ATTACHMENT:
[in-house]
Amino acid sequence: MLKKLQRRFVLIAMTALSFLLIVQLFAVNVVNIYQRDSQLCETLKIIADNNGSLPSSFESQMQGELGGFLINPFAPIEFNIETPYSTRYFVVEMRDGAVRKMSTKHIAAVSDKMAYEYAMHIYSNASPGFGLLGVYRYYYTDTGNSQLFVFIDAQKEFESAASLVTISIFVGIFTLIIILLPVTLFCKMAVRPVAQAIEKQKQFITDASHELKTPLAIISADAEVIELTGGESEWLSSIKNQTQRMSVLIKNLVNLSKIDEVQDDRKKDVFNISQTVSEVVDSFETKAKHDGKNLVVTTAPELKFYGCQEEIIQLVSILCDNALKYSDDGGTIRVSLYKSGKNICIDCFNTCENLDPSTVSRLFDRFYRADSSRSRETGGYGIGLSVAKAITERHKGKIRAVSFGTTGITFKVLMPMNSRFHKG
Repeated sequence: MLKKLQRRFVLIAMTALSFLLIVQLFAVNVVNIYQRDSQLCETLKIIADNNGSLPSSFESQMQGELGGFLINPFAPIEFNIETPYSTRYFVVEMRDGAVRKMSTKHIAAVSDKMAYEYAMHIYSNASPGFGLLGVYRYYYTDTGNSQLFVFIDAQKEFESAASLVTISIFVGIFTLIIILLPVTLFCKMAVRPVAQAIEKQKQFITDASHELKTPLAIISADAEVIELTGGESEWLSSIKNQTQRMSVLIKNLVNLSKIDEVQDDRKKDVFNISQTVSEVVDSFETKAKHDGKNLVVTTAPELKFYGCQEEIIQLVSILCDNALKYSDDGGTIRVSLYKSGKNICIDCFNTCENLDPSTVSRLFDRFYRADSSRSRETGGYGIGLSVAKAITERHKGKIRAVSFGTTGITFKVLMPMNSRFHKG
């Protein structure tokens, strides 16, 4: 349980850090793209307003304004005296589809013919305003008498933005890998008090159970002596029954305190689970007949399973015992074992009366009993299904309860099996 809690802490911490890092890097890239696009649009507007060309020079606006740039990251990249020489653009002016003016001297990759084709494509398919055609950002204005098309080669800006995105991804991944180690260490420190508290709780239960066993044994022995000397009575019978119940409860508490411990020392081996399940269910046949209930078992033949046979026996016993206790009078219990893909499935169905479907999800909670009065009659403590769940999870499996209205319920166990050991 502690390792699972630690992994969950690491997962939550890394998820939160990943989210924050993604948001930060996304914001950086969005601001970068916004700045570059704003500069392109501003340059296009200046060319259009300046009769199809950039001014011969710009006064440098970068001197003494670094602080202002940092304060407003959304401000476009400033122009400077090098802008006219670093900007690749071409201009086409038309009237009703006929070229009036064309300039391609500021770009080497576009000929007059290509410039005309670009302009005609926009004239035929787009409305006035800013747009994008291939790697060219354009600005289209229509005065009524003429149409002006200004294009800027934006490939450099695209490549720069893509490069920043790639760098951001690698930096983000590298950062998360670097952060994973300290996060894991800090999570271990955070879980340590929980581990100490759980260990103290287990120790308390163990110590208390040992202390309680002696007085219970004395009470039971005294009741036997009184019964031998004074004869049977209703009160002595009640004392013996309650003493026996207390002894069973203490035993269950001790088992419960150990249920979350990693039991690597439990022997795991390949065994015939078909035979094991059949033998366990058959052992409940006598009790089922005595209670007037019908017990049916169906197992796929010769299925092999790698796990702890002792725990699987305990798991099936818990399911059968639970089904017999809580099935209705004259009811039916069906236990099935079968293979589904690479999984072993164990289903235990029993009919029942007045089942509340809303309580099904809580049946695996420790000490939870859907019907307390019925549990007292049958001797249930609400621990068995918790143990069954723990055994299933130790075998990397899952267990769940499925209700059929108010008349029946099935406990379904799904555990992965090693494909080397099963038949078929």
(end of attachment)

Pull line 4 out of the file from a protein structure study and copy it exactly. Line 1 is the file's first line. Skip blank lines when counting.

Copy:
């Protein structure tokens, strides 16, 4: 349980850090793209307003304004005296589809013919305003008498933005890998008090159970002596029954305190689970007949399973015992074992009366009993299904309860099996 809690802490911490890092890097890239696009649009507007060309020079606006740039990251990249020489653009002016003016001297990759084709494509398919055609950002204005098309080669800006995105991804991944180690260490420190508290709780239960066993044994022995000397009575019978119940409860508490411990020392081996399940269910046949209930078992033949046979026996016993206790009078219990893909499935169905479907999800909670009065009659403590769940999870499996209205319920166990050991 502690390792699972630690992994969950690491997962939550890394998820939160990943989210924050993604948001930060996304914001950086969005601001970068916004700045570059704003500069392109501003340059296009200046060319259009300046009769199809950039001014011969710009006064440098970068001197003494670094602080202002940092304060407003959304401000476009400033122009400077090098802008006219670093900007690749071409201009086409038309009237009703006929070229009036064309300039391609500021770009080497576009000929007059290509410039005309670009302009005609926009004239035929787009409305006035800013747009994008291939790697060219354009600005289209229509005065009524003429149409002006200004294009800027934006490939450099695209490549720069893509490069920043790639760098951001690698930096983000590298950062998360670097952060994973300290996060894991800090999570271990955070879980340590929980581990100490759980260990103290287990120790308390163990110590208390040992202390309680002696007085219970004395009470039971005294009741036997009184019964031998004074004869049977209703009160002595009640004392013996309650003493026996207390002894069973203490035993269950001790088992419960150990249920979350990693039991690597439990022997795991390949065994015939078909035979094991059949033998366990058959052992409940006598009790089922005595209670007037019908017990049916169906197992796929010769299925092999790698796990702890002792725990699987305990798991099936818990399911059968639970089904017999809580099935209705004259009811039916069906236990099935079968293979589904690479999984072993164990289903235990029993009919029942007045089942509340809303309580099904809580049946695996420790000490939870859907019907307390019925549990007292049958001797249930609400621990068995918790143990069954723990055994299933130790075998990397899952267990769940499925209700059929108010008349029946099935406990379904799904555990992965090693494909080397099963038949078929």